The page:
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Dogs know, a wandering mind is an unhappy mind. 

The practice of contemporary mindfulness offers us an alternative way of relating to our environment, while managing our internal experiences and emotions without being judgmental or overly reactive.

Human beings, unlike other animals in the animal kingdom, devote a significant amount of time to thinking about what’s NOT going on around them, contemplating incidents which happened in the past, might occur in the future, or will never occur at all. Dogs are mindful by nature.

Naturally, since our brains are wired much differently than our animal friends, when our minds spend so much time focused on things we have no control over, mindfulness takes a certain level of intention. Mindfulness means deliberately paying attention to the present moment from a position of openness, acceptance and curiosity. 

The Zen of Dogs

Misiek is wearing a sweatshirt from The Togetherness Collection

One of the great things about dogs is that, in addition to helping us combat stress[1], they are also fantastic mindfulness teachers. Dogs not only have an incredible ability to focus on what’s right in front of them, they also don’t really care about our plans. My dog has a habit of interrupting those random streams of thought, which I might feel are very important, but serve no purpose other than cluttering my mind with distractions.

If we are together, he instinctively wants me to focus on him, not on what’s going on in my preoccupied mind. His mind is focused on play & play is just mindfulness in action. Think about it, when you’re playing, whether it’s playing a sport or playing with your dog you’re not worried about the future and what’s happening tomorrow; you’re fully occupied in the game and engaged in what you’re doing at the present moment. 

Although, initially, this seemed like a bad thing, it actually helped release me from living in my own internal mental clutter by bringing me back to reality. Just interacting with your dog is an opportunity to purposely focus your attention on the present moment. For this reason, animals, especially dogs, can help us in learning to effectively practice mindfulness.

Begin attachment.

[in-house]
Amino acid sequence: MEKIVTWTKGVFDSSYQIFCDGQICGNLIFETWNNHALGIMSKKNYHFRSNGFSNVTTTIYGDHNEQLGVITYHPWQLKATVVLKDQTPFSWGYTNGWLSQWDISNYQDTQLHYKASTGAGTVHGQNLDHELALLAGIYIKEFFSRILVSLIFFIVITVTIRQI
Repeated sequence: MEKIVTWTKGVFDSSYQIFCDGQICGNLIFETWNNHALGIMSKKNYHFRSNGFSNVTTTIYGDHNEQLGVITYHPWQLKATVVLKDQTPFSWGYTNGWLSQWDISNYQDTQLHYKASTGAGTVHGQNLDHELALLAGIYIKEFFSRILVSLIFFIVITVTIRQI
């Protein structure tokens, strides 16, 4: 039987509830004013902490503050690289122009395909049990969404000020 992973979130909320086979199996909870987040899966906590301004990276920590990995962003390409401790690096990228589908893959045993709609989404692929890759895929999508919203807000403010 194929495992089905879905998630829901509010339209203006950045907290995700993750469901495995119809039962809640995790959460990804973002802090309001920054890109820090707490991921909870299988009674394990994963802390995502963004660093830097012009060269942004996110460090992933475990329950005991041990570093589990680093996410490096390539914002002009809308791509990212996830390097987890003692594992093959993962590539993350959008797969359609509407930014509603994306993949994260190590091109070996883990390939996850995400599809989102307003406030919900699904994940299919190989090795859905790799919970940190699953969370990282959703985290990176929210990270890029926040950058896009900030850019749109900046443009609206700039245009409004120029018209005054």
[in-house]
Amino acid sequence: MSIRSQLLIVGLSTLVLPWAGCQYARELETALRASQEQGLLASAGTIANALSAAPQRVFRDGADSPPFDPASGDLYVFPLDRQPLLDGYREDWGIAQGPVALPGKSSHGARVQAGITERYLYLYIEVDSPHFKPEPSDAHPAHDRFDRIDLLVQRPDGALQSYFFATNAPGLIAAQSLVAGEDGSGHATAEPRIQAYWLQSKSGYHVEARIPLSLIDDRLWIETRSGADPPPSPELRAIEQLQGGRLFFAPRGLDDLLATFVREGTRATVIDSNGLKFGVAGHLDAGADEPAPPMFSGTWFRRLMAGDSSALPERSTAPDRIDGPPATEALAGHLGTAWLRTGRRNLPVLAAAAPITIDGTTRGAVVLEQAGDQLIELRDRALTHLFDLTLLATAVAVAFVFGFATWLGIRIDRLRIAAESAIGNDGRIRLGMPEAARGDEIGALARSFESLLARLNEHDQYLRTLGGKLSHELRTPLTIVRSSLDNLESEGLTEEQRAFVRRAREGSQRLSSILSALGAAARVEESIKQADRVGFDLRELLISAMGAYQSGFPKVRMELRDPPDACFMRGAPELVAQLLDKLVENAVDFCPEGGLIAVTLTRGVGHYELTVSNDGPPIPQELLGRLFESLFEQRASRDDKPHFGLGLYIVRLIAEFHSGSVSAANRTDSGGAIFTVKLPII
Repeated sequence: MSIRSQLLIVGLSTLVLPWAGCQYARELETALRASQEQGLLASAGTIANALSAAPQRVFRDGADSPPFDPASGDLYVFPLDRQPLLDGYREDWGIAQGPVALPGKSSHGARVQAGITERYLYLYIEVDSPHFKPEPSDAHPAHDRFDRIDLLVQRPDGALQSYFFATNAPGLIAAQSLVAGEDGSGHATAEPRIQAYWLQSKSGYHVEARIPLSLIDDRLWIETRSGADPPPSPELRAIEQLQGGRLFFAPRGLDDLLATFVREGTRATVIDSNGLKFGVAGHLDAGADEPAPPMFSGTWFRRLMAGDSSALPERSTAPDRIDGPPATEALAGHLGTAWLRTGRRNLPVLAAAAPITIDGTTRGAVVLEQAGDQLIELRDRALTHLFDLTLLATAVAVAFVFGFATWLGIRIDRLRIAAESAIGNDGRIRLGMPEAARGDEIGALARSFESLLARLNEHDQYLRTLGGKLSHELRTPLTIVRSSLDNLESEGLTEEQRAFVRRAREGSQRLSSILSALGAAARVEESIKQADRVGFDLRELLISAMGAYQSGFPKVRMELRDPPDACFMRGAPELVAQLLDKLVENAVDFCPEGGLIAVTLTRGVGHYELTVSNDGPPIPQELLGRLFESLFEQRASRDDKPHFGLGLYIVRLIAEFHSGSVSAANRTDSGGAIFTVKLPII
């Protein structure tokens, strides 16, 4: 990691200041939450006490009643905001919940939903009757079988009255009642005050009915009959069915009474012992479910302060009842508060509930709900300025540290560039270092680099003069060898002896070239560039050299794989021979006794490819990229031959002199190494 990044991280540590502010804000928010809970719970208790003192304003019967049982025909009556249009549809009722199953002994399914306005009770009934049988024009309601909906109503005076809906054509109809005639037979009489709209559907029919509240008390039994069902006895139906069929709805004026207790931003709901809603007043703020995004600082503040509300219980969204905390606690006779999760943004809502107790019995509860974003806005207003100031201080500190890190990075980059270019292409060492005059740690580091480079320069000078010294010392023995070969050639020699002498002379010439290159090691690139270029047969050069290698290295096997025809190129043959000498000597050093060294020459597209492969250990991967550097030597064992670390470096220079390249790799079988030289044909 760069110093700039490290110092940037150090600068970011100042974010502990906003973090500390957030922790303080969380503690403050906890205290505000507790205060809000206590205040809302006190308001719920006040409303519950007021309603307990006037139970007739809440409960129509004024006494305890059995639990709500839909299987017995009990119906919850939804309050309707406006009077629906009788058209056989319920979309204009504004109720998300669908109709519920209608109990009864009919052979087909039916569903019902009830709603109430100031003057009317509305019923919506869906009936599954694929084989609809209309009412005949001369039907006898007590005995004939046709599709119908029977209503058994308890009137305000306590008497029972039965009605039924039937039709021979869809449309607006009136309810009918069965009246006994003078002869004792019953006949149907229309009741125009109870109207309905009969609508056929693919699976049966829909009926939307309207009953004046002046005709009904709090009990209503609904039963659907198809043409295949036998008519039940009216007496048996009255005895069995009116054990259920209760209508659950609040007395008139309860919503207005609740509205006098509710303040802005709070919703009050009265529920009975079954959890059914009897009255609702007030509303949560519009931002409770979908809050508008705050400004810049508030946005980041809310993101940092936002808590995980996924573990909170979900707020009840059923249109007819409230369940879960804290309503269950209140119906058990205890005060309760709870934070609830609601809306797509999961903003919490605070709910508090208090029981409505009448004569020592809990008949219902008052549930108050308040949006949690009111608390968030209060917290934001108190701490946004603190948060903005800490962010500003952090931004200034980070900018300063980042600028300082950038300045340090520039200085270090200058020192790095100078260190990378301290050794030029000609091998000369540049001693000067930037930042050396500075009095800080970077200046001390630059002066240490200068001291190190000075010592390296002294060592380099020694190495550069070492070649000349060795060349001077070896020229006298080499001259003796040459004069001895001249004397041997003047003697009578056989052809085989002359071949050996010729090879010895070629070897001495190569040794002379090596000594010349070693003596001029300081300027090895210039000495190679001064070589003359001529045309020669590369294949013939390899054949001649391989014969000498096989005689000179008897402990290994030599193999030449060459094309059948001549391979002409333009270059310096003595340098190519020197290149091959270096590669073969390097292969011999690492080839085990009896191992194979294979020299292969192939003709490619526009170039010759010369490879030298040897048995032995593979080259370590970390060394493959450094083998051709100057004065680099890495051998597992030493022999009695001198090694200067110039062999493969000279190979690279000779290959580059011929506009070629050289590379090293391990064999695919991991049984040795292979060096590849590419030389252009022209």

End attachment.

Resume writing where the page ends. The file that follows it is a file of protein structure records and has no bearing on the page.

At the heart of any mindfulness practice is awareness. To put it simply, the art of paying attention. We face so many distractions throughout our day, that it can be very helpful to deliberately and consciously spend a few minutes taking notice of what’s going on around us. 

Dogs are the masters of focus. My dog, Misiek, throws himself unequivocally into everything he does. His innate ability to concentrate on a single activity, whether it’s finding squirrels in the park or getting some scraps from the kitchen table, or playing fetch for two hours, while shutting out every other distraction, is seriously awe-inspiring.

This monotasking can be helpful when practicing mindfulness. When we multitask and do too many things at once, we're fragmenting our attention and the effectiveness of our output is weakened. Although accomplishing one task at a time may take longer, however when we focus on one specific task, we experience less distraction, less information overload, and feel less overwhelmed.

 Whether it’s taking notice of the details of our environment and our surroundings, or simply noticing the thoughts running through our head, you are acknowledging the present moment. This act in itself may loosen any intensity around the stress which you might be feeling. 

The Stress Factor 

It’s easy to go through life on autopilot. However, if we slowed down just a little and more deliberately reflected on why we do the things we do and how we spend our time, it could help us feel happier, healthier, and more fulfilled.